Now, when I say biggest economy that doesn't mean richest. That doesn't mean that they're going to be the richest economy on a per capita basis. The United States will remain in that position. But in terms of overall size of GDP, China will become the biggest economy in the next thirty or forty years, and by the end of the century, India will be the biggest. The United States or the NAFTA area will be the number three or maybe number four, because the E.U., the European Union, will also be a very, very large economy. There's nothing wrong with that, but it means that certain adjustments have to be made. It means that in global institutions like the World Trade Organization of the International Monetary Fund, the weight of the United States is going to be relatively less. Our ability to dictate what happens in those organizations is going to be relatively less. We're going to have to negotiate, we're going to have to have allies and supporters in these organizations rather than just coming in and saying our policy is. That's a whole new world for Americans. We're not used to that, and we need to think about how do we handle this.

I like to think of it as a game of bridge. The United States still has the best hand. We have more aces and more trumps than anybody else. But as you know if you play bridge, you could have a great hand but if you misplay the hand, you can still lose. We need to think carefully about how we play the hand.

What are the aces and what should leadership do to play the right hand?

Well, a big ace is that we have a system of transparency and a rule of law. Our institutions are stable and predictable and open. This reduces the risk of doing business in the United States. It makes the United States a business-friendly, economic investment-friendly environment. Here in the Bay Area and the Silicon Valley area we think of risk taking and we think of Americans as being a risk taking people, and we are a risk taking people. But one reason that we take risks is because actually we reduce the risk. Our system of stable institutions reduces the risk of making these investments.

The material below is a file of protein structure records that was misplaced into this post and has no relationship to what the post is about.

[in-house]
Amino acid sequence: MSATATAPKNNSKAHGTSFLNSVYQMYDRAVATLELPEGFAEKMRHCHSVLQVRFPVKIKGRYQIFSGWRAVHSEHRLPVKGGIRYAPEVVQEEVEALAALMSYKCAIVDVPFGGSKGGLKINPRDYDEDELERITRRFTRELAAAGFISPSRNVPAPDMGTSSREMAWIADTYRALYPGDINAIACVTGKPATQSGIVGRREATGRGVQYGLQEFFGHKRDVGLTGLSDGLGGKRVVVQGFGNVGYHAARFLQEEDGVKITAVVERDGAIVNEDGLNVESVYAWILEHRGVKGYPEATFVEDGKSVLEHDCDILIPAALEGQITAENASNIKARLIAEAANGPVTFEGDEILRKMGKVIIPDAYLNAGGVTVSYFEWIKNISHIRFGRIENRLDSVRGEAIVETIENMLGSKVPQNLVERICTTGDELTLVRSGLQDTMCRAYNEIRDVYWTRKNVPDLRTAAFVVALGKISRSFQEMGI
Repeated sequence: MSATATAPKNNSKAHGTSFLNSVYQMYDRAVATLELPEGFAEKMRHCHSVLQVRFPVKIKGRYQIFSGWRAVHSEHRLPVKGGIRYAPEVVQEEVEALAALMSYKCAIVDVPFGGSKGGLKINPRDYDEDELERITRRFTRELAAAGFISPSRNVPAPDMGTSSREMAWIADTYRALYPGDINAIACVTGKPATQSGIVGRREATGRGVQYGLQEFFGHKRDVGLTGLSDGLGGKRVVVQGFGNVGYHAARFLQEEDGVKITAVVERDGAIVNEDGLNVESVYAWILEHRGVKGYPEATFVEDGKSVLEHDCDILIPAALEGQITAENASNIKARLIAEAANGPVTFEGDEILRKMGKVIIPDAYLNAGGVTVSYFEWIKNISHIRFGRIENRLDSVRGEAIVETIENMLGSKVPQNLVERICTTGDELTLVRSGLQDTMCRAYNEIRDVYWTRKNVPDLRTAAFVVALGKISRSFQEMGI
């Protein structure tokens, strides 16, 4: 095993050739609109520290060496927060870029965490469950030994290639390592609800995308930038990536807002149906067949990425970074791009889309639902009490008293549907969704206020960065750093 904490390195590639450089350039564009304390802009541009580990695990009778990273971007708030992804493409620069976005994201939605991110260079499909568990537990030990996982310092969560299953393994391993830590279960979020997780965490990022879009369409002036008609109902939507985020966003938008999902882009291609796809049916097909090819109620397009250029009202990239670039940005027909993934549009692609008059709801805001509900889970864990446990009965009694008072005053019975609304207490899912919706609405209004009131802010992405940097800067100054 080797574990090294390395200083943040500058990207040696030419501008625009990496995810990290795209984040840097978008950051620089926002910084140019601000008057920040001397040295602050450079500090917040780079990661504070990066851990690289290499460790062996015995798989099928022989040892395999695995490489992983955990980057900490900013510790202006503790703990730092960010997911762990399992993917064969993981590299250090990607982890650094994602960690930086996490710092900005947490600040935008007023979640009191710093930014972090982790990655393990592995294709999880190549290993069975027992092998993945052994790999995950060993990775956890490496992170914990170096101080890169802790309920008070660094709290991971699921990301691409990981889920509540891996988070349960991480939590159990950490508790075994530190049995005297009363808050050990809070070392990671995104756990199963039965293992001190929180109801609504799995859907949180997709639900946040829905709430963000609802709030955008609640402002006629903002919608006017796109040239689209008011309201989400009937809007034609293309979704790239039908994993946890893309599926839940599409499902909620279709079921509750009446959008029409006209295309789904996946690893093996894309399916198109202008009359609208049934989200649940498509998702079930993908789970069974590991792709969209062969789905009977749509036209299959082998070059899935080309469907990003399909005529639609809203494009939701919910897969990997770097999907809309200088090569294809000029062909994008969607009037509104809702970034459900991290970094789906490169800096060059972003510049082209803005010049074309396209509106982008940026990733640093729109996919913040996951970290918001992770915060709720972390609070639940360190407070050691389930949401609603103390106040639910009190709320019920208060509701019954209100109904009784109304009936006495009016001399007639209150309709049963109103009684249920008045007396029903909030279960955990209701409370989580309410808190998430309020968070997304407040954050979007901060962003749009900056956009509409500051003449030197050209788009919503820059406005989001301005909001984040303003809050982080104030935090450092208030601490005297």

A second element of our system, very, very important (and this is part of being an open society) is that you can fail and try again. I remember being surprised once when I was in a venture capital meeting where an entrepreneur was presenting his business plan, hoping for funding, and the venture capital team was asking him what he had done in the past. He was a little hesitant because he'd had a couple of failures, but he was honest and he mentioned that he'd had a couple of business failures. And the venture capitalist reaction was, "Fantastic! Great! Oh, man, now you know what not to do." It was like you couldn't get the money unless you had failed. Well, try that in Japan, try that in Germany. In those countries you get one shot, if you get one shot, but only one. So, that means that in the U.S. you can fail and try again. That's very important and we need to maintain that.

The other thing is that we do have superior institutions of higher learning, we do have the best elite universities in the world. Our secondary education system has real problems but our elite universities are the best. We have a fantastic infrastructure built up over the years, the Internet being a good example of our investment over the years in infrastructure. We still have leadership in many important areas of technology. Investment in biotech in the U.S. is greater than in the rest of the world combined. So, we have a lot of strengths. The problem is that -- let's take the Internet. DARPA's budget is being reduced. We're not reinvesting in these things that have given us such strength. Our elite universities are the elite universities, but as I said earlier, they're dependent now in their graduate programs on having foreign students fill those classrooms because our secondary schools and our secondary education is not feeding sufficient students into those programs. So, as I say, we've got good cards but we ain't playing them very well right now.